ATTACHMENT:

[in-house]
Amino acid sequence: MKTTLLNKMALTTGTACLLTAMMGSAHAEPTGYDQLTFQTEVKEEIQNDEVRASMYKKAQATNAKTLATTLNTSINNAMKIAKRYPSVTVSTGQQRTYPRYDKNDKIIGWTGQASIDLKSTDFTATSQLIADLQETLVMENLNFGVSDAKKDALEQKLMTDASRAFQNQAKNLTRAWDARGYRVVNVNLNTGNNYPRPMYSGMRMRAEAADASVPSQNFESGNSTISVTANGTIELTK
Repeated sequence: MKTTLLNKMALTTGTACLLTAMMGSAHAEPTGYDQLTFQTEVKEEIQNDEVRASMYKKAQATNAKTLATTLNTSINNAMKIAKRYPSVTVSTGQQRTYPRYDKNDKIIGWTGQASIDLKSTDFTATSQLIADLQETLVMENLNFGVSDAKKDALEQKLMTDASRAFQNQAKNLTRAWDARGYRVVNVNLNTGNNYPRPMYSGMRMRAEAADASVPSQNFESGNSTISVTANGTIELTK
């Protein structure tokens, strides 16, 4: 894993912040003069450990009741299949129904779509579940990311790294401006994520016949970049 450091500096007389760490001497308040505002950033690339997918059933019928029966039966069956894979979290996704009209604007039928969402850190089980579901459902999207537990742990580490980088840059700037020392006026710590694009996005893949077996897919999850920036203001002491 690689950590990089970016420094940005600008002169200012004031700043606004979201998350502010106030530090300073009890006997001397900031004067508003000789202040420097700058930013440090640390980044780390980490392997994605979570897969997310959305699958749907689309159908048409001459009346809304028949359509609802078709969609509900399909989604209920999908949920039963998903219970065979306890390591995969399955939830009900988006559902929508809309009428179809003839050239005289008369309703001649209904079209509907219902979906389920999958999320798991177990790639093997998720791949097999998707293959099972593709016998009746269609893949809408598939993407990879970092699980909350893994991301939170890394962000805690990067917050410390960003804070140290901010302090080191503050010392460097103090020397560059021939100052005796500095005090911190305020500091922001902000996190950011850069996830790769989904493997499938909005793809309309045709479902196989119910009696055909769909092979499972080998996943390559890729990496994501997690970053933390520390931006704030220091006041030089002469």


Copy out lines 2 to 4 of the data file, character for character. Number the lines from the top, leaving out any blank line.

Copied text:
Amino acid sequence: MKTTLLNKMALTTGTACLLTAMMGSAHAEPTGYDQLTFQTEVKEEIQNDEVRASMYKKAQATNAKTLATTLNTSINNAMKIAKRYPSVTVSTGQQRTYPRYDKNDKIIGWTGQASIDLKSTDFTATSQLIADLQETLVMENLNFGVSDAKKDALEQKLMTDASRAFQNQAKNLTRAWDARGYRVVNVNLNTGNNYPRPMYSGMRMRAEAADASVPSQNFESGNSTISVTANGTIELTK
Repeated sequence: MKTTLLNKMALTTGTACLLTAMMGSAHAEPTGYDQLTFQTEVKEEIQNDEVRASMYKKAQATNAKTLATTLNTSINNAMKIAKRYPSVTVSTGQQRTYPRYDKNDKIIGWTGQASIDLKSTDFTATSQLIADLQETLVMENLNFGVSDAKKDALEQKLMTDASRAFQNQAKNLTRAWDARGYRVVNVNLNTGNNYPRPMYSGMRMRAEAADASVPSQNFESGNSTISVTANGTIELTK
């Protein structure tokens, strides 16, 4: 894993912040003069450990009741299949129904779509579940990311790294401006994520016949970049 450091500096007389760490001497308040505002950033690339997918059933019928029966039966069956894979979290996704009209604007039928969402850190089980579901459902999207537990742990580490980088840059700037020392006026710590694009996005893949077996897919999850920036203001002491 690689950590990089970016420094940005600008002169200012004031700043606004979201998350502010106030530090300073009890006997001397900031004067508003000789202040420097700058930013440090640390980044780390980490392997994605979570897969997310959305699958749907689309159908048409001459009346809304028949359509609802078709969609509900399909989604209920999908949920039963998903219970065979306890390591995969399955939830009900988006559902929508809309009428179809003839050239005289008369309703001649209904079209509907219902979906389920999958999320798991177990790639093997998720791949097999998707293959099972593709016998009746269609893949809408598939993407990879970092699980909350893994991301939170890394962000805690990067917050410390960003804070140290901010302090080191503050010392460097103090020397560059021939100052005796500095005090911190305020500091922001902000996190950011850069996830790769989904493997499938909005793809309309045709479902196989119910009696055909769909092979499972080998996943390559890729990496994501997690970053933390520390931006704030220091006041030089002469």